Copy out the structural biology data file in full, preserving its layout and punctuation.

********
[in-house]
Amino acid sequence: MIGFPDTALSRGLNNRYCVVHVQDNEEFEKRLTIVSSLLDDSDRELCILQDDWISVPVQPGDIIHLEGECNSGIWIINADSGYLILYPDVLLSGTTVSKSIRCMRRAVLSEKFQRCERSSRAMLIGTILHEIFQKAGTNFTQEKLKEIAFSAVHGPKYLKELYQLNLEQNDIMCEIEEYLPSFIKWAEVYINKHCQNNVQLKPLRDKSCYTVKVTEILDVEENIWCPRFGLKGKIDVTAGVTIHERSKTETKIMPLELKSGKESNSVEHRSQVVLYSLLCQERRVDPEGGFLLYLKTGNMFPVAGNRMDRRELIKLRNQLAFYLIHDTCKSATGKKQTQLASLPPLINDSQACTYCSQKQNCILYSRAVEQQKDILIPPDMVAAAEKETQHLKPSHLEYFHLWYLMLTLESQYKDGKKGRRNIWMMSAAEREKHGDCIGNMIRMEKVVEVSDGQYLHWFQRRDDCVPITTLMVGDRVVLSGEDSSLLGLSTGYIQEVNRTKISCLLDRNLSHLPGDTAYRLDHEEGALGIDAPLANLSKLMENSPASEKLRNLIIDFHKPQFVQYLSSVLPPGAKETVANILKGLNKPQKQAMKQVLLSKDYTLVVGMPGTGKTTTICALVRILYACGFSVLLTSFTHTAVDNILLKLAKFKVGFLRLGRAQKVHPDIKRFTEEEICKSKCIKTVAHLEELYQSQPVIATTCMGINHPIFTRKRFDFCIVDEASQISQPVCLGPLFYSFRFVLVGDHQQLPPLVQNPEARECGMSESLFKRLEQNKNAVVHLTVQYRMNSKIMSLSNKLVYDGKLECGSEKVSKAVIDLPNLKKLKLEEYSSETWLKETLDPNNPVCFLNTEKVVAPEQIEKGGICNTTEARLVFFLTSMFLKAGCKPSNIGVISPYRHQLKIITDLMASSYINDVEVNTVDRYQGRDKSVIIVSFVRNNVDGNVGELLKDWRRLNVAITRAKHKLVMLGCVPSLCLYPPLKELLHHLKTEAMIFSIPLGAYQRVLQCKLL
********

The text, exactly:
[in-house]
Amino acid sequence: MIGFPDTALSRGLNNRYCVVHVQDNEEFEKRLTIVSSLLDDSDRELCILQDDWISVPVQPGDIIHLEGECNSGIWIINADSGYLILYPDVLLSGTTVSKSIRCMRRAVLSEKFQRCERSSRAMLIGTILHEIFQKAGTNFTQEKLKEIAFSAVHGPKYLKELYQLNLEQNDIMCEIEEYLPSFIKWAEVYINKHCQNNVQLKPLRDKSCYTVKVTEILDVEENIWCPRFGLKGKIDVTAGVTIHERSKTETKIMPLELKSGKESNSVEHRSQVVLYSLLCQERRVDPEGGFLLYLKTGNMFPVAGNRMDRRELIKLRNQLAFYLIHDTCKSATGKKQTQLASLPPLINDSQACTYCSQKQNCILYSRAVEQQKDILIPPDMVAAAEKETQHLKPSHLEYFHLWYLMLTLESQYKDGKKGRRNIWMMSAAEREKHGDCIGNMIRMEKVVEVSDGQYLHWFQRRDDCVPITTLMVGDRVVLSGEDSSLLGLSTGYIQEVNRTKISCLLDRNLSHLPGDTAYRLDHEEGALGIDAPLANLSKLMENSPASEKLRNLIIDFHKPQFVQYLSSVLPPGAKETVANILKGLNKPQKQAMKQVLLSKDYTLVVGMPGTGKTTTICALVRILYACGFSVLLTSFTHTAVDNILLKLAKFKVGFLRLGRAQKVHPDIKRFTEEEICKSKCIKTVAHLEELYQSQPVIATTCMGINHPIFTRKRFDFCIVDEASQISQPVCLGPLFYSFRFVLVGDHQQLPPLVQNPEARECGMSESLFKRLEQNKNAVVHLTVQYRMNSKIMSLSNKLVYDGKLECGSEKVSKAVIDLPNLKKLKLEEYSSETWLKETLDPNNPVCFLNTEKVVAPEQIEKGGICNTTEARLVFFLTSMFLKAGCKPSNIGVISPYRHQLKIITDLMASSYINDVEVNTVDRYQGRDKSVIIVSFVRNNVDGNVGELLKDWRRLNVAITRAKHKLVMLGCVPSLCLYPPLKELLHHLKTEAMIFSIPLGAYQRVLQCKLL